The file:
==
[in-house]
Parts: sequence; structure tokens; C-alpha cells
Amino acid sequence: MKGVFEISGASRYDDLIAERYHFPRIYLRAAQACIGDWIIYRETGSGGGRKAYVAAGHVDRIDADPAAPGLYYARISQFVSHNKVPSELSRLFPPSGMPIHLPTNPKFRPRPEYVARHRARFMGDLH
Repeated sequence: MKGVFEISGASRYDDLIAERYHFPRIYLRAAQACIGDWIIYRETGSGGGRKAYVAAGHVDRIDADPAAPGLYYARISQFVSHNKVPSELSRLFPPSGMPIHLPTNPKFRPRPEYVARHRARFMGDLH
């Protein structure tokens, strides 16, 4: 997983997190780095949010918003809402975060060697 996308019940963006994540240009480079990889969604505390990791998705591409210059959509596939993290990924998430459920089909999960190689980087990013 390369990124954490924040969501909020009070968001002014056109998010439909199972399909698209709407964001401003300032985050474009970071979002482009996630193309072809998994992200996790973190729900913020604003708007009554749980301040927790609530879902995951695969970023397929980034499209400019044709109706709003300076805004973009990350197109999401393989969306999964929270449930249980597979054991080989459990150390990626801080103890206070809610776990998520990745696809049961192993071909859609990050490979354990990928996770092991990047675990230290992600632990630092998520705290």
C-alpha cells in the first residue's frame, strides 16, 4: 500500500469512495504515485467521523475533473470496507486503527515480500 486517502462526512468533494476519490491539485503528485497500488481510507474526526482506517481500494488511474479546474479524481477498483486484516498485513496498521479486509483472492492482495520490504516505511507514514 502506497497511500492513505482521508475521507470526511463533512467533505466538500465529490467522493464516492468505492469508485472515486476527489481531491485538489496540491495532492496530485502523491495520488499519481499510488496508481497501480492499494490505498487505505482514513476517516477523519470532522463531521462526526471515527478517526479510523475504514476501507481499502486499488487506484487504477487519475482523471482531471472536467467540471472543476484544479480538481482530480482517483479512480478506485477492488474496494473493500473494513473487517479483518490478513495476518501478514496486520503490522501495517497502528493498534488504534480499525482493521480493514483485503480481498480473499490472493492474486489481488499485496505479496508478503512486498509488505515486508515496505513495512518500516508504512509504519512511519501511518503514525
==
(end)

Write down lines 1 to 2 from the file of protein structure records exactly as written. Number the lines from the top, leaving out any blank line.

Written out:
[in-house]
Parts: sequence; structure tokens; C-alpha cells